Kent devoted his opening remarks to analysts – following the company’s Q1 earnings announcement yesterday – to laying out Coke’s plans on “restoring momentum” in sparkling drinks.
Modest 2% global volume growth – the fourth quarter of growth below Coke’s long-term 3-4% target – saw strong 8% growth in still drinks offset by a 1% decline in sparkling.
Net operating revenue fell 4% year-on-year to $10.576bn in Q3 ending March 28; net income attributable to shareholders fell 8% to $1.619bn.
Analyst concerned by Coke’s near-term growth trajectory
“Given the ongoing pressure we have seen on volumes, particularly sparkling which registered a 1% decline, we continue to remain concerned about the near term trajectory of Coke’s volume growth,” Wells Fargo senior analyst Bonnie Herzog warned in a note yesterday.
“However, with the benefit of the Easter holiday in Q2 and initial positive momentum from its recently announced strategic priorities, we believe FY2014 may represent a critical infliction point with Coke returning to its long-term volume growth target,” she added.
Trailed by Kent, Coke’s five strategic priorities mentioned by Herzog above include (1) accelerating sparkling growth (2) expanding its still portfolio (3) increasing brand investments by $400m in 2014 (4) winning at point of sale (5) investing in next generation leaders.
Not surprisingly, Kent focused on Coke’s success in stills during yesterday’s call with analysts, saying: “We’re building on our leading juices and juice drinks portfolio growing 3% in the quarter.”
“This was fuelled by exceptional brands like Simply Orange which grew double digit in North America and Minute Maid Pulpy, which grew 8% in China,” he added.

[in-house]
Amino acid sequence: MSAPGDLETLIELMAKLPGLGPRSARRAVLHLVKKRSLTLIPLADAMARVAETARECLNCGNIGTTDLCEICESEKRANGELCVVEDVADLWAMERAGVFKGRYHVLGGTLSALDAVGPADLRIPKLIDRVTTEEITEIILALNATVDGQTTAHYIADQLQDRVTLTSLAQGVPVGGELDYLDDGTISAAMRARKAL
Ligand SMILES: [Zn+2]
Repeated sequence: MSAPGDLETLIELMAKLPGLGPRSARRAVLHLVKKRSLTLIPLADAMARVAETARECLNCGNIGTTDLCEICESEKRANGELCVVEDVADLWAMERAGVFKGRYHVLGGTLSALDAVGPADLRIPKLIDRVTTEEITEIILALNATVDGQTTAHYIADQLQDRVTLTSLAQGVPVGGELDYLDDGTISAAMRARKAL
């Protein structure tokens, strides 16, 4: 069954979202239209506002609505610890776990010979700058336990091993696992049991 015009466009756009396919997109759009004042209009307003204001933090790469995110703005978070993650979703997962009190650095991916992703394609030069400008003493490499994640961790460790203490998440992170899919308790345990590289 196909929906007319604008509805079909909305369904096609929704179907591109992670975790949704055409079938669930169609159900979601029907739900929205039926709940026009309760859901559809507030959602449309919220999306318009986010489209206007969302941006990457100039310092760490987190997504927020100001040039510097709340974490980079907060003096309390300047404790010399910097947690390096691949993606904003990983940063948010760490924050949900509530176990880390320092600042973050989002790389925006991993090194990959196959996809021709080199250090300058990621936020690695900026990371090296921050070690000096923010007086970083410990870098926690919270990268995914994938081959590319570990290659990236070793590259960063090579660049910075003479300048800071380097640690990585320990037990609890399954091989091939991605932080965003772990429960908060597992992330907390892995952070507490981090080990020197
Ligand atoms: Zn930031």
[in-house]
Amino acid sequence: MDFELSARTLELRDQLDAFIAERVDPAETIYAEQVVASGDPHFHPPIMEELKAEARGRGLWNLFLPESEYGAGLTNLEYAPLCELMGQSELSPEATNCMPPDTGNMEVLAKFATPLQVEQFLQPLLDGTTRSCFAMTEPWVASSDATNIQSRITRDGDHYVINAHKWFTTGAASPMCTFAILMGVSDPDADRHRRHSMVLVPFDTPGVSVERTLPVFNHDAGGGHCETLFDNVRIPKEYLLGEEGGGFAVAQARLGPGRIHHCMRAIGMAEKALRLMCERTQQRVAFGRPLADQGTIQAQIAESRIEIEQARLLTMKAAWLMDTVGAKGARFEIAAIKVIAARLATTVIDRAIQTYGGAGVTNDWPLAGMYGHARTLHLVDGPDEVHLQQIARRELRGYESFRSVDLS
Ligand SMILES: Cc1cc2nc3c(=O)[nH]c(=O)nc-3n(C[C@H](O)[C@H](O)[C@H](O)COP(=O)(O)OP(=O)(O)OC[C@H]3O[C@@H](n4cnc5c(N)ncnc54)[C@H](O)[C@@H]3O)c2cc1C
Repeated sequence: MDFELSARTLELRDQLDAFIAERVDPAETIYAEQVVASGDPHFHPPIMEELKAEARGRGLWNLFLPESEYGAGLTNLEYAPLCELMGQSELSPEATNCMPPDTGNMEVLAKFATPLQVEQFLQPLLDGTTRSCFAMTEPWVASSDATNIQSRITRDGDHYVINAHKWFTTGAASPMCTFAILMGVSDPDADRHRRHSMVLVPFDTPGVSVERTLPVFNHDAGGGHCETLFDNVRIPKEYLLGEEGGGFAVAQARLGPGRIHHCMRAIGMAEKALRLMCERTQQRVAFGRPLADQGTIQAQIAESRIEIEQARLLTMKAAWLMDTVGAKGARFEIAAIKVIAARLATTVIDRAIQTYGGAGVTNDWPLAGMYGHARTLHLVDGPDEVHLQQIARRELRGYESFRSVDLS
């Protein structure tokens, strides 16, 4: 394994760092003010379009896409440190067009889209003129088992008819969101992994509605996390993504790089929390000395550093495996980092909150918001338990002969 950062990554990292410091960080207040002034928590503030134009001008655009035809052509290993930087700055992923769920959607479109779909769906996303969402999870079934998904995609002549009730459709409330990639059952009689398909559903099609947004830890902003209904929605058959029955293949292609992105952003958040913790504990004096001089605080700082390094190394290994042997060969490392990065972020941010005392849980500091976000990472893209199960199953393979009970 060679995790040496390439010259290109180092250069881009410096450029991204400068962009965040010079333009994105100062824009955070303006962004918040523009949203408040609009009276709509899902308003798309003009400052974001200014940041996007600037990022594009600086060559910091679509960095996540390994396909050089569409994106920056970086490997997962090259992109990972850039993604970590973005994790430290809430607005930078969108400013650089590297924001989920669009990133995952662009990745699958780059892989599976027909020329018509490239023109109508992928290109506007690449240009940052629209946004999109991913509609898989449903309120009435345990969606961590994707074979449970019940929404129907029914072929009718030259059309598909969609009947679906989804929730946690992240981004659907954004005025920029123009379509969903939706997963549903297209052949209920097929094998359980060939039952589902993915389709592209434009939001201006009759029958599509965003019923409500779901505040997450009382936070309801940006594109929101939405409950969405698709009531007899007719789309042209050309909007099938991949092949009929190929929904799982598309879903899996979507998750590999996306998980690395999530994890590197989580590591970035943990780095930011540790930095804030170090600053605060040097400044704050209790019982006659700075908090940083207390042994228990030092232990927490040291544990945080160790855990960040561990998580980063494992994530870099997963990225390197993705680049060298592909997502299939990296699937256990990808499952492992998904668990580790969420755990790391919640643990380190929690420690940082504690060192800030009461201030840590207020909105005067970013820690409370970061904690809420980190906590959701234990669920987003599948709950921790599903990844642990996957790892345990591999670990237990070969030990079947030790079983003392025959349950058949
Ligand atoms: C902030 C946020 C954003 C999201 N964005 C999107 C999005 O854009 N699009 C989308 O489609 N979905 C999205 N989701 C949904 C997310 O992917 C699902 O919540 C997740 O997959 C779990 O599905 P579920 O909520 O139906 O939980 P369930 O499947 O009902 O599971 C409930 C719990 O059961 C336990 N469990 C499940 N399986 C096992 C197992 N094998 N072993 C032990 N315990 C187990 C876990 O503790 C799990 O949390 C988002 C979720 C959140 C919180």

The success of Simply Orange is marked, with Nielsen data showing Simply Orange sales of $1.06bn in the 52 weeks ending August 11 2013, making it the No.1 US orange juice brand ahead of Tropicana and helping Coke to a 22.1% total market share in US juice.
Nielsen retail sales data for the 2012-13 season ending September 28 show that total orange juice volume sales fell 0.8% in the US to 560.76m gallons, while market value fell 1.1% to $3.474bn.
‘Black Book’ helps Coke standardize Simply Orange
And Mintel analyst Beth Bloom wrote in a November 2013 report that, while juice and juice drinks benefit from a health halo, perceptions of high calorie content and sugar have stunted growth.
“More and more, health professionals are pointing to the dangers of juice consumption and encouraging moderation, or elimination, especially among children,” Bloom said.
But Simply Orange (founded in 2001 by Minute Maid) bucks the trend, attracting consumers to pay a price premium for a not-from-concentrate juice promising no added water, sugar or preservatives.
However, a recent Bloomberg Business Week article said, “Simply Orange juice is anything but pick, squeeze and pour”, since Coke uses its secret Black Book algorithm to blend juice to create a standardized product.
The hugely complex algorithm reportedly catalogs 600 orange flavors, datasets including weather, satellite imagery, expected crop yields, regional consumer preferences, acidity, sweetness, etc.
'100% pure'? Simply Orange under fire
It's worth noting that Simply Orange hasn't escaped the notice of class action lawyers, who urge similar arguments against the brand as those used against PepsiCo brand Tropicana, in numerous ongoing class actions.
A current class action launched in 2012, 'Re: Simply Orange Orange Juice Marketing and Sales Practices Litigation', is currently before the US District Court, Western District of Missouri.
The plaintiffs allege that the brand makes false and misleading claim in stating that it is '100% pure' and 'natural', due to processing.
But the brand insists that the manufacturing practices in question are precisely those permitted by the Food and Drug Administration (FDA) to ensure consumers receive safe, high quality and affordable orange juice.